HOW projects, however, don’t necessarily even have to include the main worship area – as is the case with Theatre, Technics and Technology’s installation at Moscow’s Cathedral of Christ the Saviour. A Russian Orthodox church which was demolished by Stalin in 1931, it was rebuilt in the 1990s with a 1,300-seat auditorium beneath the main sanctuary. The system, based around a Midas Heritage console and 34 Meyer M’elodie line array loudspeakers, with Galileo processing plus monitors and infills, has allowed the hall to expand its programming to include not only church observances but theatrical performances, children’s events, and even pop music concerts. And whereas those elements may be ‘extras’ within the context of traditional HOW activities, they are integral to the evangelistic movements – which therefore call for much more complicated installations.
“While the European market for HOW installs is not quite as diverse or large as the US, we are still seeing a growing performance in this sector, with our mixers of all shapes and sizes used in installations,” says Dave Neal, director of marketing communications at Soundcraft. “The trends are very similar to the US – lots of in-ear monitoring for praise bands, often with large choirs employed. Digital consoles, of course, offer integrated and easily accessible EQ, effects and dynamics processing – which is essential for HOW installations with complex routing and zoning.”
Shawn Watts, director of installed solutions at QSC, notices “a growing trend where end users, accustomed to their surround systems at home, now expect the same experience in public spaces such as houses of worship”. The goal, he says, “is bringing the multichannel experience while maintaining intelligibility. You want the system to be dynamic, but still easy to operate.”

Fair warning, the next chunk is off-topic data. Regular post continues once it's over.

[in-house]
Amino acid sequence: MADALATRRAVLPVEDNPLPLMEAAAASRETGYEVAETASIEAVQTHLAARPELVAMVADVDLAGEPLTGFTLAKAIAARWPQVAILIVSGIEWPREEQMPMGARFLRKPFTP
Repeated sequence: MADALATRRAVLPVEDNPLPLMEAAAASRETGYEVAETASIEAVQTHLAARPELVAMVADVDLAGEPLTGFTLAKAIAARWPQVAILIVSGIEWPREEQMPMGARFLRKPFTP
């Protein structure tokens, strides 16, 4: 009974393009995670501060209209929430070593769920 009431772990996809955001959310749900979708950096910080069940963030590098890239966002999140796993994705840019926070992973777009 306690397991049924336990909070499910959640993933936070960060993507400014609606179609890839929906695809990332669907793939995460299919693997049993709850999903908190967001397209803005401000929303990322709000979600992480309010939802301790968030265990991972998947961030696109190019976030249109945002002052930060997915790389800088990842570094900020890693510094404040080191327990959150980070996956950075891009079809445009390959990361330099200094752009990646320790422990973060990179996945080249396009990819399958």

He also sees houses of worship adopting a more ‘campus-wide’ approach, with networked audio and video in the crèche and children’s church critical to helping churches increase attendance from younger parents in particular.
Bolstering attendance may be an issue for many churches in Western Europe, but the HOW market is not confined to Christianity. “QSC has been involved in some very large mosque projects in the Middle East,” Watts adds, “where the facilities have grown so large with attendance that they need full, concert line-array systems – similar to an arena or stadium system – simply for speech reinforcement.
“For more progressive and evangelical movements there has been a trend in renovations of older theatres, failed dance clubs, and performance halls being converted into houses of worship. The systems start as portable/powered solutions that over time transform into larger advanced sound and video systems.”
The King’s Arms – not a pub, but an evangelical church in Bedford, UK – has recently acquired the old Crayola headquarters, comprising three warehouses and an office block, not only to house a 600-strong congregation but for use as a conference centre and as the venue for a variety of business and arts performances.